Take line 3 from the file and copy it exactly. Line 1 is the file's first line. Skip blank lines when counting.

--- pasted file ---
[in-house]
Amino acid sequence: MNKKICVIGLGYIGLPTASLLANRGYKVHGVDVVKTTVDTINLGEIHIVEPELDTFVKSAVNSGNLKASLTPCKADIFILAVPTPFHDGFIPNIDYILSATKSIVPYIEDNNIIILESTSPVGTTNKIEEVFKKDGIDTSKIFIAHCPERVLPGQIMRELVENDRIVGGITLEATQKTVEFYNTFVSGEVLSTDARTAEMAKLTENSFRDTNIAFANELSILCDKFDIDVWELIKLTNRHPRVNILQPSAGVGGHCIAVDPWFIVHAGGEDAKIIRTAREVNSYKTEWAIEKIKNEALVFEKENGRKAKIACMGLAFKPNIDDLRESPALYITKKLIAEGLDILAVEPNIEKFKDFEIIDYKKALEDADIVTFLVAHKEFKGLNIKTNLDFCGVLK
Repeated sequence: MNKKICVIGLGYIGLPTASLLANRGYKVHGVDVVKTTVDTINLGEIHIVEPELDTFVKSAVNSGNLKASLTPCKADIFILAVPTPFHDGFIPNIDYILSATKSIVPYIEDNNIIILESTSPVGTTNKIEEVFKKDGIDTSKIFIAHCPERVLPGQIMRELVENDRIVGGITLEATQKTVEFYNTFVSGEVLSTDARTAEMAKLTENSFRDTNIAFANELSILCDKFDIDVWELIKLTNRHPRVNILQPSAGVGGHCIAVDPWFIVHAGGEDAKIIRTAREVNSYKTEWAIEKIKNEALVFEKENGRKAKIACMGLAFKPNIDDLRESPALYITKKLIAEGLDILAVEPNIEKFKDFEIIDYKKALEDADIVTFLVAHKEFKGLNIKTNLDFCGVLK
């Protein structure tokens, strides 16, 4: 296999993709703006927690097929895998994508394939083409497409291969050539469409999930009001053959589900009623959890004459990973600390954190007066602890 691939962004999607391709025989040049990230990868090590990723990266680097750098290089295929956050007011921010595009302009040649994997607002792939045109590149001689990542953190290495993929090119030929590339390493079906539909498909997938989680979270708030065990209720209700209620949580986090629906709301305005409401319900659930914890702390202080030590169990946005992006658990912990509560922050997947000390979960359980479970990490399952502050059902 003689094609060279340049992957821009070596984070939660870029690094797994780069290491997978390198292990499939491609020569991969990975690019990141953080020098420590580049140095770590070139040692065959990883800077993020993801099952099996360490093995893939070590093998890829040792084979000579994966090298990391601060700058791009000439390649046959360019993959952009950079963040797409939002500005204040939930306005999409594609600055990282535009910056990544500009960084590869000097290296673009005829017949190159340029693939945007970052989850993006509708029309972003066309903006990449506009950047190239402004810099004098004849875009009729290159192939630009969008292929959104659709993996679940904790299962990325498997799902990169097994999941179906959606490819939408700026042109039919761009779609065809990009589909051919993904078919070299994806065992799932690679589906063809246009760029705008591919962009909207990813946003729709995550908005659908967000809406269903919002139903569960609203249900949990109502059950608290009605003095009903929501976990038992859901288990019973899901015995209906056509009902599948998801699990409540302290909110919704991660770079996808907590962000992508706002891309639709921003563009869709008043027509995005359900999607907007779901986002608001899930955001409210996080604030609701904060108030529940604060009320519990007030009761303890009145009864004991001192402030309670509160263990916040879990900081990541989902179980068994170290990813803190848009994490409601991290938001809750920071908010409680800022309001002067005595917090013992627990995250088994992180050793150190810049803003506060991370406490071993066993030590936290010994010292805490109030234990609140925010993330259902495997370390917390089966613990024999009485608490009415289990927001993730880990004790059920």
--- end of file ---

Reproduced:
Repeated sequence: MNKKICVIGLGYIGLPTASLLANRGYKVHGVDVVKTTVDTINLGEIHIVEPELDTFVKSAVNSGNLKASLTPCKADIFILAVPTPFHDGFIPNIDYILSATKSIVPYIEDNNIIILESTSPVGTTNKIEEVFKKDGIDTSKIFIAHCPERVLPGQIMRELVENDRIVGGITLEATQKTVEFYNTFVSGEVLSTDARTAEMAKLTENSFRDTNIAFANELSILCDKFDIDVWELIKLTNRHPRVNILQPSAGVGGHCIAVDPWFIVHAGGEDAKIIRTAREVNSYKTEWAIEKIKNEALVFEKENGRKAKIACMGLAFKPNIDDLRESPALYITKKLIAEGLDILAVEPNIEKFKDFEIIDYKKALEDADIVTFLVAHKEFKGLNIKTNLDFCGVLK